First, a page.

Building a Better Breakfast
3 Ways Eating Breakfast Improves One's Health
Even wonder why they call breakfast the most important meal of the day?
If so, then you’re in the majority. But like so many others, you have memorized the statement, but were probably never given an explanation as to why it’s so damn important. Hopefully after reading this post, you’ll be so well versed in the benefits of eating breakfast that you’ll never want to even consider skipping this vital meal again.
If you’re like the majority of the American population, then your morning may go something like this… your alarm goes off, you hit snooze 2-3 times, and then you jump up in a slight panic because now you’re going to be late. In between getting yourself ready, throwing food in the dog’s bowl, and mindlessly doom-scrolling for a few minutes, you may just be lucky enough to make yourself a cup of coffee and grab a sad little granola bar on your way out the door. Then you trudge through your busy morning, diligently crossing off items on your to-do list, and willing with all your might for that pitiful little 150 calorie bar to get you through until lunch… sound familiar to anyone?
If it does, then you’re not alone. Feeling sleepy, lacking an appetite, and not having enough time are the three biggest complaints I hear when I ask clients why they skip this essential meal. In fact, it’s why nearly 25% of the population forgoes a traditional breakfast. And while we can all likely relate to those feelings from time to time, you shouldn’t let those inconveniences stop you from fueling what is arguably the most essential part of your day. Allow me to present three reasons why you should consider re-working breakfast into your crazy schedule.
1.) Breakfast Eaters Have Healthier Body Weight
First and foremost, did you know that habitual breakfast eaters are more likely to have a healthy body weight and more favorable body composition? While the exact relationship between a morning meal and weight-related outcomes is not fully understood, several large prospective studies support the association between regularly eating breakfast and having a lower risk of obesity. This may be in part because those who eat breakfast are less likely to get over-hungry and subsequently over-indulge later on. Also, breakfast provides the opportunity to consume beneficial nutrients like protein and fiber, which can help limit blood sugar spikes and keep you feeling full longer.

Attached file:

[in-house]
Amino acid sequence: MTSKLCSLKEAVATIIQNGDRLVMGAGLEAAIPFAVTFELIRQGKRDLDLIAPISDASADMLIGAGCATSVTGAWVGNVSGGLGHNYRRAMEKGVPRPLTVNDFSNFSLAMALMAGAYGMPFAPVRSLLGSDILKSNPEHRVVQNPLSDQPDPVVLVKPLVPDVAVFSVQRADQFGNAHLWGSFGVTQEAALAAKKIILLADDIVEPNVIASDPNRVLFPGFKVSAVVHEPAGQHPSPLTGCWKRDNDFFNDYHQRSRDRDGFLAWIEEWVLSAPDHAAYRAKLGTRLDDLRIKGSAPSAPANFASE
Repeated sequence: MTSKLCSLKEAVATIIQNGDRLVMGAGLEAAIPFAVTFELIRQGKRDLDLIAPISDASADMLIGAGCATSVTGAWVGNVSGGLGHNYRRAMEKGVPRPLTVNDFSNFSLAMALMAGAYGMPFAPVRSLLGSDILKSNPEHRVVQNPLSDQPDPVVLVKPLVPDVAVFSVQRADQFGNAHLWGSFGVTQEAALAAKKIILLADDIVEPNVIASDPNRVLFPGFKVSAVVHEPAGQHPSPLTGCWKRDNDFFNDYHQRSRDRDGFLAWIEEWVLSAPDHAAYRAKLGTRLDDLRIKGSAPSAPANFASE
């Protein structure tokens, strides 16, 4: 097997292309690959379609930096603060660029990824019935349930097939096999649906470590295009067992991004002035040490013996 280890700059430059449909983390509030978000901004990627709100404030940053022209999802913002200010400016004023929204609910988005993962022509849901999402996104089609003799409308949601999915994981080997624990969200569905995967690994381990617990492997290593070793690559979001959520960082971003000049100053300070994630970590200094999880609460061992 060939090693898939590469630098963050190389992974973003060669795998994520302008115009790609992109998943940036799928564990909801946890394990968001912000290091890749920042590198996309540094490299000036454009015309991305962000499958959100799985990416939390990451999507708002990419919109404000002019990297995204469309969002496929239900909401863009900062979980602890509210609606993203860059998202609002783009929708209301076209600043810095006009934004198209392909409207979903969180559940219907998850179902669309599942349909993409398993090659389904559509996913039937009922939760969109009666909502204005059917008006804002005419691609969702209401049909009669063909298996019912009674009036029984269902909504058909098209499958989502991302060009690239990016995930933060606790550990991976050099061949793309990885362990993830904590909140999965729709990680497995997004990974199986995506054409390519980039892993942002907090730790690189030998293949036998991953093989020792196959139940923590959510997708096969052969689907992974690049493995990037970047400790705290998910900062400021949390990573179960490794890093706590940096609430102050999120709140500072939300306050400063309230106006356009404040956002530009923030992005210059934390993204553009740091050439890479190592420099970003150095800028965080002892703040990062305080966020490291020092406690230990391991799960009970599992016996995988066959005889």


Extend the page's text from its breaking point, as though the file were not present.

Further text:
2.) Increased Brain Cognition
Another reason I encourage clients to eat a nutrient dense breakfast is because we know that it significantly improves cognition. A 2016 literature review assessed the results of 34 individual studies and found that healthy adults who regularly eat breakfast have improved memory, attention, and motor function. This may be in part because the brain relies on glucose (broken down carbohydrates, aka “blood sugar”) as its primary fuel source. When the body goes long periods of time without eating, circulating glucose is low and therefore focus and memory may be impaired. Thankfully, “breaking the fast” with a morning meal can help you avoid those negative consequences.
3.) Improved Cardiometabolic Health
Lastly, for our female readers out there, evidence exists that shows an association between skipping breakfast and poor cardiometabolic health. While this potential relationship is still being investigated, there is reason to believe that missing your morning meal may lead to outcomes such as elevated blood pressure, insulin resistance, dyslipidemia, and higher circulating cortisol. Over time, these metabolic conditions can manifest into more serious and life-threatening chronic illnesses.
To conclude, substantial evidence indicates that eating breakfast leads to both physical and mental advantages, ultimately allowing you to start the day as your best self. Now, all you’re missing are a few quick recipes that will make the transition to breakfast a little easier. Afraid you still won’t have time to prepare something nutritious? My pro-tip for clients is to give themselves an advantage and always prepare breakfast the night before. Check out two of my favorite make-ahead recipes that are so delicious they’ll have you questioning how you ever got by without your morning fuel.
Galioto, R., & Spitznagel, M. (2016). The Effects of Breakfast and Breakfast Composition on Cognition in Adults. Adv Nutr., 7(3), 576-589. doi:10.3945/an.115.010231
Gibney, M., Barr, S., Bellisle, F., Drewnowski, A., Fagt, S., & Livingstone, B. (2018). Breakfast in Human Nutrition: The International Breakfast Research Initiative. Nutrients, 10(5) 559. doi:10.3390/nu10050559
Witbracht, M., Keim, N., Forester, S., Widaman, A., & Laugero, K. (2015). Female breakfast skippers display a disrupted cortisol rhythm and elevated blood pressure. Physiology & Behavior, 140, 215-221. doi:https://doi.org/10.1016/j.physbeh.2014.12.044
About the author
At Your Pursuit of Wellness, (uPOW), our mission is to motivate, inspire, and inform you on your personal journey of self-fulfillment by bringing awareness to the multifaceted nature of wellness.